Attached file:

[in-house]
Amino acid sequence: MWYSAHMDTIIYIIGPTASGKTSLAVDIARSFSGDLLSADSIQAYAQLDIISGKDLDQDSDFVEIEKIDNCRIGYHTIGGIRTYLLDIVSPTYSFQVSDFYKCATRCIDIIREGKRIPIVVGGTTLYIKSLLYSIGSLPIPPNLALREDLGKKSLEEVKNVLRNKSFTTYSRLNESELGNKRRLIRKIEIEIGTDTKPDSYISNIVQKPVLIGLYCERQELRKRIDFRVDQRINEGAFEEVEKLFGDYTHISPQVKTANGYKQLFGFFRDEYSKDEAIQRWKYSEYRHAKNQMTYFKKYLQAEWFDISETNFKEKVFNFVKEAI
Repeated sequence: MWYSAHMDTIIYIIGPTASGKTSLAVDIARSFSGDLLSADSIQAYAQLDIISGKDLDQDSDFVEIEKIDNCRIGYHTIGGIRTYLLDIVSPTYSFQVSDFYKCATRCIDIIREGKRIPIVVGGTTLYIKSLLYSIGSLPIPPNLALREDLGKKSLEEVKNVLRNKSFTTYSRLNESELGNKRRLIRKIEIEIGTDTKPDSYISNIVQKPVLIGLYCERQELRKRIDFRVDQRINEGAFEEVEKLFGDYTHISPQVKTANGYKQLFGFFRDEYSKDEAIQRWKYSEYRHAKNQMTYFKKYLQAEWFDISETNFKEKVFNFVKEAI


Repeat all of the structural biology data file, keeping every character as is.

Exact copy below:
[in-house]
Amino acid sequence: MWYSAHMDTIIYIIGPTASGKTSLAVDIARSFSGDLLSADSIQAYAQLDIISGKDLDQDSDFVEIEKIDNCRIGYHTIGGIRTYLLDIVSPTYSFQVSDFYKCATRCIDIIREGKRIPIVVGGTTLYIKSLLYSIGSLPIPPNLALREDLGKKSLEEVKNVLRNKSFTTYSRLNESELGNKRRLIRKIEIEIGTDTKPDSYISNIVQKPVLIGLYCERQELRKRIDFRVDQRINEGAFEEVEKLFGDYTHISPQVKTANGYKQLFGFFRDEYSKDEAIQRWKYSEYRHAKNQMTYFKKYLQAEWFDISETNFKEKVFNFVKEAI
Repeated sequence: MWYSAHMDTIIYIIGPTASGKTSLAVDIARSFSGDLLSADSIQAYAQLDIISGKDLDQDSDFVEIEKIDNCRIGYHTIGGIRTYLLDIVSPTYSFQVSDFYKCATRCIDIIREGKRIPIVVGGTTLYIKSLLYSIGSLPIPPNLALREDLGKKSLEEVKNVLRNKSFTTYSRLNESELGNKRRLIRKIEIEIGTDTKPDSYISNIVQKPVLIGLYCERQELRKRIDFRVDQRINEGAFEEVEKLFGDYTHISPQVKTANGYKQLFGFFRDEYSKDEAIQRWKYSEYRHAKNQMTYFKKYLQAEWFDISETNFKEKVFNFVKEAI